FAITH IN INDIANA:
PROTECTING AND EMPOWERING
IMMIGRANTS IN THE HOOSIER STATE
Faith in Indiana, founded in 2011, brings together clergy, faith leaders, and volunteers from Indiana’s 17 largest faith communities to resolve social justice issues facing immigrants and other marginalized communities. It is a member of the national Faith in Action network and represents a powerful example of faith communities working together to challenge anti-immigrant policies and narratives. Its members include Roman Catholics, Protestant Christians, Muslims, and Jews from about 160 congregations in six Indiana counties. Its members seek to develop the leadership capacity of individuals affected by racial and social injustice, to work with clergy to advance a narrative of belonging, to encourage marginalized people to vote, and to build pro-immigrant coalitions across Indiana’s diverse religious and cultural communities.
Faith in Indiana engages in direct action to protect the rights and dignity of immigrants in the Hoosier State. It regularly organizes town hall meetings, rallies, and vigils on behalf of vulnerable immigrants such as detainees and Deferred Action for Childhood Arrivals (DACA) recipients. Following the 2016 election, it organized a series of town hall meetings in congregations across Indiana to gauge how people felt about the Muslim ban and President Trump’s executive order on interior enforcement. These meetings revealed a high level of fear among immigrants across the state. In response, Faith in Indiana set up meetings between clergy, immigrant representatives, and the mayor and sheriff’s office in Indianapolis. It organized a public vigil in support of detained immigrants at St. Philip Neri parish in Indianapolis, a congregation with a large Latino population, at which Joe Hogsett, the mayor of Indianapolis, pledged to work with the City-County Council to pass a resolution banning the use of local resources to support discriminatory immigration enforcement practices, including the detention of immigrants not charged with crimes. Some 3,000 people attended this vigil, including local immigrants invited to share their stories. When Immigration and Customs Enforcement (ICE) detainers persisted despite the mayor’s public pledge, Faith in Indiana organized additional vigils and press conferences highlight immigrants’ stories and experiences. At one of the largest vigils, several hundred Faith in Indiana members and supporters marched in solidarity with immigrants from the City-County Council building to local churches. Ultimately, John Layton, the sheriff of Marion County where Indianapolis is located, agreed to sign a joint resolution against ICE detainers.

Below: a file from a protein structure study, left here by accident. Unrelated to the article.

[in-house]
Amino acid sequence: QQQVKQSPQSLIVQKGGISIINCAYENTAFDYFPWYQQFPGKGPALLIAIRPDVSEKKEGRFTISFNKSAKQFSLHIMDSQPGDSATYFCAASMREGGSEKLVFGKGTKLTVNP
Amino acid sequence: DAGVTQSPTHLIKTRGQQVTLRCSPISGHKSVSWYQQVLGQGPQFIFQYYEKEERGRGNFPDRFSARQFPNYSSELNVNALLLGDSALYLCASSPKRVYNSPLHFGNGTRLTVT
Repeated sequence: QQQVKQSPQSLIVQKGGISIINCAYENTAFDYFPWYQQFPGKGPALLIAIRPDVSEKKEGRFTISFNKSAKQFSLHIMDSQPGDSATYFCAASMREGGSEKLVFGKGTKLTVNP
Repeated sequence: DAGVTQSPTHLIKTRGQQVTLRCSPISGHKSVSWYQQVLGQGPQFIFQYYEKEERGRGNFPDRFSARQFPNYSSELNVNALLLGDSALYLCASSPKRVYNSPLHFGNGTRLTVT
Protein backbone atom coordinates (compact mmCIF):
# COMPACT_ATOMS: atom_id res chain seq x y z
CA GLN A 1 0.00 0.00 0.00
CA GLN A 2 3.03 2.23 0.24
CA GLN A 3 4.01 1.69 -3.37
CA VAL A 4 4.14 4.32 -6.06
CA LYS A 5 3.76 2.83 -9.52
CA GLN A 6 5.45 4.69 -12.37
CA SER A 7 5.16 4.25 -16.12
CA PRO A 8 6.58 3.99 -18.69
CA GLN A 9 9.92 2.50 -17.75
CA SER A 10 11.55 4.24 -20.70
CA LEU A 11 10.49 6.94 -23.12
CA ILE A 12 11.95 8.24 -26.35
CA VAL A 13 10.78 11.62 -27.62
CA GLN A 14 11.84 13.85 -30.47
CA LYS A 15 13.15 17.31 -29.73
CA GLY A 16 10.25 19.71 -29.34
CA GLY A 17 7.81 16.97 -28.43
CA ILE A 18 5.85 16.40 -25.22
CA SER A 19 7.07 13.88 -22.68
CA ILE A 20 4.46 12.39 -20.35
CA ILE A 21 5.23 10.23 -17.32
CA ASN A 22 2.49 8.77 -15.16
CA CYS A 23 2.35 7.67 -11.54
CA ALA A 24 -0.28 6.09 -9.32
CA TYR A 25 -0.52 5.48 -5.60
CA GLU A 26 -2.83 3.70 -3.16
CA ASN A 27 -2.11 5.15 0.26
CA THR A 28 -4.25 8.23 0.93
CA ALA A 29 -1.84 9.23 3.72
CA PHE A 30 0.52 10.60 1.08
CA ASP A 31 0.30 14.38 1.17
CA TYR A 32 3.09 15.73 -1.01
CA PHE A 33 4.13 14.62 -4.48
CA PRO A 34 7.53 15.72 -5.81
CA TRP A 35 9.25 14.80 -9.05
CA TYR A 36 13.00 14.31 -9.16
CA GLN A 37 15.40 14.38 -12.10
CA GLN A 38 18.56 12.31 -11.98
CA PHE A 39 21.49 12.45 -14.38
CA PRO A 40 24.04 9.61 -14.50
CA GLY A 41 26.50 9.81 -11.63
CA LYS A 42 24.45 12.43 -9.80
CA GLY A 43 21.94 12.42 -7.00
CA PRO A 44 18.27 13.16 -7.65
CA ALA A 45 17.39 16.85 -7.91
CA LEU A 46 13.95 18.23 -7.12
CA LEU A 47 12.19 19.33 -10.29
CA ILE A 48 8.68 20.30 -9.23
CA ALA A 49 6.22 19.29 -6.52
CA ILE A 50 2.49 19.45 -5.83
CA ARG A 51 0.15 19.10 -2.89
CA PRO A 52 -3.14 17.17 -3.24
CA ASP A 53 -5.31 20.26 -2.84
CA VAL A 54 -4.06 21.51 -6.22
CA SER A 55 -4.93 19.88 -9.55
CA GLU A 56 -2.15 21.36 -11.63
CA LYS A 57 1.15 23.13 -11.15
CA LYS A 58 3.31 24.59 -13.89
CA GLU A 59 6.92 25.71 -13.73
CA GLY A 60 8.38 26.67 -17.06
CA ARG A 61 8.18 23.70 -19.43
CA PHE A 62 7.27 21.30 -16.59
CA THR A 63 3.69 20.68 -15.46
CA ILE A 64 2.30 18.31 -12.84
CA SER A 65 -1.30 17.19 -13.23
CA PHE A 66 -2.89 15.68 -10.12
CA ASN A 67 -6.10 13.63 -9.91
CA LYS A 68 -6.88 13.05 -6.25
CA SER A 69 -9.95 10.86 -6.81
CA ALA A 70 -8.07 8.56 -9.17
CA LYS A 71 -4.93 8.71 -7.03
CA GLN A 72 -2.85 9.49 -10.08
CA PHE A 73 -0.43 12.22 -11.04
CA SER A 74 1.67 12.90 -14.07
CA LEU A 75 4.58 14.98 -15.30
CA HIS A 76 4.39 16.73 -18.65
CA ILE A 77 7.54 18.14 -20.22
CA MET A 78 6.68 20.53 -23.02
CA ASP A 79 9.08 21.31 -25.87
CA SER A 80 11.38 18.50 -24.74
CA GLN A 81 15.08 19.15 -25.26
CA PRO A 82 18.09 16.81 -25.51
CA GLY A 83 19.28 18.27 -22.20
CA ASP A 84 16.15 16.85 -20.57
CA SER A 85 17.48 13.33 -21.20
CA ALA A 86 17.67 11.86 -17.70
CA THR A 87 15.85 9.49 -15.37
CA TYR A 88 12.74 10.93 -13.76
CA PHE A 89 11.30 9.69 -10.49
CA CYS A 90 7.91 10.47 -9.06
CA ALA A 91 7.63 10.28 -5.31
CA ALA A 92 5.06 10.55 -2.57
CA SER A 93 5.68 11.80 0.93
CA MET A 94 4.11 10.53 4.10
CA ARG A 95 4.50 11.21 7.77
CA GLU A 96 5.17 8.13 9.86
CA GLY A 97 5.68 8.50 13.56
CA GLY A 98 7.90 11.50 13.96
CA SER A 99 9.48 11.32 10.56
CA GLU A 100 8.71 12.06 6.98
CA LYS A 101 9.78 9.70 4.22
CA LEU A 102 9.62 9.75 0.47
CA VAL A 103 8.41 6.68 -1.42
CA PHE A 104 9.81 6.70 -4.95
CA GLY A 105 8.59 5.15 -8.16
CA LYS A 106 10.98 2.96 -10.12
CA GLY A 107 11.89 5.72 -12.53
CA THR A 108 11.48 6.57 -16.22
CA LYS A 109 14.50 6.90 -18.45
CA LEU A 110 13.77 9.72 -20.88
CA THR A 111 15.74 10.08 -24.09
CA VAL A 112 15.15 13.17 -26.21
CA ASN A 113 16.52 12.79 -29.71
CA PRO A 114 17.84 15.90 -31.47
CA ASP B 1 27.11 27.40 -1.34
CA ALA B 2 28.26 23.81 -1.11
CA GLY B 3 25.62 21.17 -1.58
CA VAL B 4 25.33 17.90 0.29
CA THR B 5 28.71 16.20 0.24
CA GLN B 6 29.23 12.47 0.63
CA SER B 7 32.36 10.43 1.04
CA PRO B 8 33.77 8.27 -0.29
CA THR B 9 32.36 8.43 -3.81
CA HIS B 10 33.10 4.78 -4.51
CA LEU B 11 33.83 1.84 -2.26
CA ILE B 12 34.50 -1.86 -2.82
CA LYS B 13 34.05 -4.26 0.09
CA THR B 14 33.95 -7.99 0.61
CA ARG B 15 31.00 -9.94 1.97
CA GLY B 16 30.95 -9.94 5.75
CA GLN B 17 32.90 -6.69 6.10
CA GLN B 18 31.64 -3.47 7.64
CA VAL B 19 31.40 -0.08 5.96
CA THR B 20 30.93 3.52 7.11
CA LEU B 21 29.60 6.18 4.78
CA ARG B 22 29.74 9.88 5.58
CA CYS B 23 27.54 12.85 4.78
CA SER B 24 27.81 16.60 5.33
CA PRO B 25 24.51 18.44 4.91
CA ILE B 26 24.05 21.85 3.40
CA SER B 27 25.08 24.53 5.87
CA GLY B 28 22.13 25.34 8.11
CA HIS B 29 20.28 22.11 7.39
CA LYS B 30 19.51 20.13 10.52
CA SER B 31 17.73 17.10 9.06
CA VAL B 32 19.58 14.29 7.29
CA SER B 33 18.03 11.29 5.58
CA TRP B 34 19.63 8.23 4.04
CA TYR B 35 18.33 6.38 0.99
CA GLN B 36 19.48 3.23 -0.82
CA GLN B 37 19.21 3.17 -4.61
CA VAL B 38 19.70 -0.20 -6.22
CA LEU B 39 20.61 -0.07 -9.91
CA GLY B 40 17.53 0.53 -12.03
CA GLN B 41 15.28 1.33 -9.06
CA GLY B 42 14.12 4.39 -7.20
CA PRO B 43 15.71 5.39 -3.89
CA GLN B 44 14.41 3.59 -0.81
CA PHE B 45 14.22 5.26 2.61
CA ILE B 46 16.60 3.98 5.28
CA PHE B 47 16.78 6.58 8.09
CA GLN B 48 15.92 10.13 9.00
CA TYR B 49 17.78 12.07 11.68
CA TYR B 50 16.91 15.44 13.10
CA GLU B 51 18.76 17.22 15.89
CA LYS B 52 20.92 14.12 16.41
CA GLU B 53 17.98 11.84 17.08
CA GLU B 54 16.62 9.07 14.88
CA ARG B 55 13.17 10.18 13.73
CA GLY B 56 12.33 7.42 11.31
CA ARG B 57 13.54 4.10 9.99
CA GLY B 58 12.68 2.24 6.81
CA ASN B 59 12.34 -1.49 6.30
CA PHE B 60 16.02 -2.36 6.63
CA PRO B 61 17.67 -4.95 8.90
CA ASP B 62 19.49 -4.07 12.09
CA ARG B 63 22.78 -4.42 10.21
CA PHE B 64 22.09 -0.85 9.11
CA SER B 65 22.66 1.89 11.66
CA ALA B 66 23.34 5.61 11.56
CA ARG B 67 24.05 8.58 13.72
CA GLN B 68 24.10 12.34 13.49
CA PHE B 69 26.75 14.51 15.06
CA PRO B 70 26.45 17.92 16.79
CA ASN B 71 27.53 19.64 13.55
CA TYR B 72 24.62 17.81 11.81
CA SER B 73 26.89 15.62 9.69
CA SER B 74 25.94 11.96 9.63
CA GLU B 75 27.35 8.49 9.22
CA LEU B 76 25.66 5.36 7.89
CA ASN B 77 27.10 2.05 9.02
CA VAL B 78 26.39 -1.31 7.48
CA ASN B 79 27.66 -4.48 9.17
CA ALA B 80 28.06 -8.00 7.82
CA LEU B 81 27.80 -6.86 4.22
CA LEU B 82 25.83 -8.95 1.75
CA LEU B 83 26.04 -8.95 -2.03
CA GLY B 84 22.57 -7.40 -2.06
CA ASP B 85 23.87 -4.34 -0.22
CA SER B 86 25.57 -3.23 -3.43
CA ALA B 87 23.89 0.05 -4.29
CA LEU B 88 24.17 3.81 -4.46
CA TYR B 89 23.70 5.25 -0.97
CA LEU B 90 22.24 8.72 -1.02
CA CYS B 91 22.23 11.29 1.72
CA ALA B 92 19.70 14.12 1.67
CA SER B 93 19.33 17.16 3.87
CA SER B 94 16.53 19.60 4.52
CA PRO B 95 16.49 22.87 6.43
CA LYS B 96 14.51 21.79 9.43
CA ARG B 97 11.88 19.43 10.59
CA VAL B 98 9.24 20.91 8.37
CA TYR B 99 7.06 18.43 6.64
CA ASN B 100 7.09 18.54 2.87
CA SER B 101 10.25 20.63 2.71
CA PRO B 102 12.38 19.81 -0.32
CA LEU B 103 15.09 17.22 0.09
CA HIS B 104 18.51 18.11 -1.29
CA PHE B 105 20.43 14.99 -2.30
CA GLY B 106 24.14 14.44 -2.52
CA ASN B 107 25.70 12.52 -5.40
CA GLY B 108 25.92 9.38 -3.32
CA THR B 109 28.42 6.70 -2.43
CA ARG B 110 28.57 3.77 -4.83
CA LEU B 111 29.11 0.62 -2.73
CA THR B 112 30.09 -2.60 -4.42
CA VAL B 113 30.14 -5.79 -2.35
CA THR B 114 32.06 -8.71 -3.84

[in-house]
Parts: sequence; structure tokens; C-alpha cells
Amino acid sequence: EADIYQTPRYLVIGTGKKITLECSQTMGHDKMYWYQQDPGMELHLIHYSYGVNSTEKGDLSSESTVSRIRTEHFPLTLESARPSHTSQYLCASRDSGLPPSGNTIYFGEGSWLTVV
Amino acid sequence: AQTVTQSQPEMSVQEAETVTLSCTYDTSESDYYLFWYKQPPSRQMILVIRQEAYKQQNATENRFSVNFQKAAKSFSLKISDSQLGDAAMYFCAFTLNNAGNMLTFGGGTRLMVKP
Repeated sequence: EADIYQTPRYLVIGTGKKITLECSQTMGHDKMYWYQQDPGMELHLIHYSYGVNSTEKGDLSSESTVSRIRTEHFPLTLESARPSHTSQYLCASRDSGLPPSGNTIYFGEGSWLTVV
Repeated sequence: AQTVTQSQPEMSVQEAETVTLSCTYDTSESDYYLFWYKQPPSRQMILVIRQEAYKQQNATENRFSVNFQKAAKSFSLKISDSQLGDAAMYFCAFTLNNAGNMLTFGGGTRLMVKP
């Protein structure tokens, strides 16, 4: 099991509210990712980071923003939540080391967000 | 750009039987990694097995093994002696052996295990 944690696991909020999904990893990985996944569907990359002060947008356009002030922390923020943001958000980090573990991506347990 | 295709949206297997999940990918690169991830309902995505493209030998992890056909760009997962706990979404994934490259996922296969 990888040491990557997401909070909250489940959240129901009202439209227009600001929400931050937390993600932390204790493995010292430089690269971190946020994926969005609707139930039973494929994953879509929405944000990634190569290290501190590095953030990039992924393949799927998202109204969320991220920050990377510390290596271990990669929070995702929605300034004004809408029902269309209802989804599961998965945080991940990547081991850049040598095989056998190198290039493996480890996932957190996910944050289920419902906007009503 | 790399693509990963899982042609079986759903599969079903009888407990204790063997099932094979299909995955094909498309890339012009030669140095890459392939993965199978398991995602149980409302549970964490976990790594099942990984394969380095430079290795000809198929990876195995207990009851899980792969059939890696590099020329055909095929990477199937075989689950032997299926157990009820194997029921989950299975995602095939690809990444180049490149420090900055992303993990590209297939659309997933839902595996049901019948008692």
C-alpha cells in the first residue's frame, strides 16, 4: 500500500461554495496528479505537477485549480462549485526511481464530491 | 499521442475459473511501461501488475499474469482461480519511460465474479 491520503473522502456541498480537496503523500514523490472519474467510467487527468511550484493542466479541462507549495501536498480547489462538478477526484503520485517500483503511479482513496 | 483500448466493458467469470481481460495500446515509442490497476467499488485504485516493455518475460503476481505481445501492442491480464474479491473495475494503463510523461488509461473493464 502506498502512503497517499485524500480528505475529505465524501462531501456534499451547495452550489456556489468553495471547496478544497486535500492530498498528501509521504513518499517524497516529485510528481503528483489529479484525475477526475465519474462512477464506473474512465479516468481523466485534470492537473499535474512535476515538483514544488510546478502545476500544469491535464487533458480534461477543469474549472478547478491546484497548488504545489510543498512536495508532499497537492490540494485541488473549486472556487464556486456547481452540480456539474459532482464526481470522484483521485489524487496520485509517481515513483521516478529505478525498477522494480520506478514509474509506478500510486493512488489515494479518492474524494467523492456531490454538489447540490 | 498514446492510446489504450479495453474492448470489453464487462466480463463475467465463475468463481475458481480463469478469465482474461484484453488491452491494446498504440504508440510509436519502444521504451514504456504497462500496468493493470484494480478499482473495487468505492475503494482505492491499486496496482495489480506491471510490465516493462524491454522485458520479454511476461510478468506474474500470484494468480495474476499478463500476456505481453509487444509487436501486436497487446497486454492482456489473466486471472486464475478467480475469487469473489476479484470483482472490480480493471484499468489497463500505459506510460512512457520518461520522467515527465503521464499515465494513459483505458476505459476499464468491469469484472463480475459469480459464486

Faith in Indiana also supported efforts to prevent the establishment of two proposed private immigrant detention facilities in Elkhart and Newton Counties. Faith in Indiana volunteers joined other civic, faith, and industry leaders in protest. Ultimately, CoreCivic, the company contracted to operate the Elkhart County facility, withdrew its contract.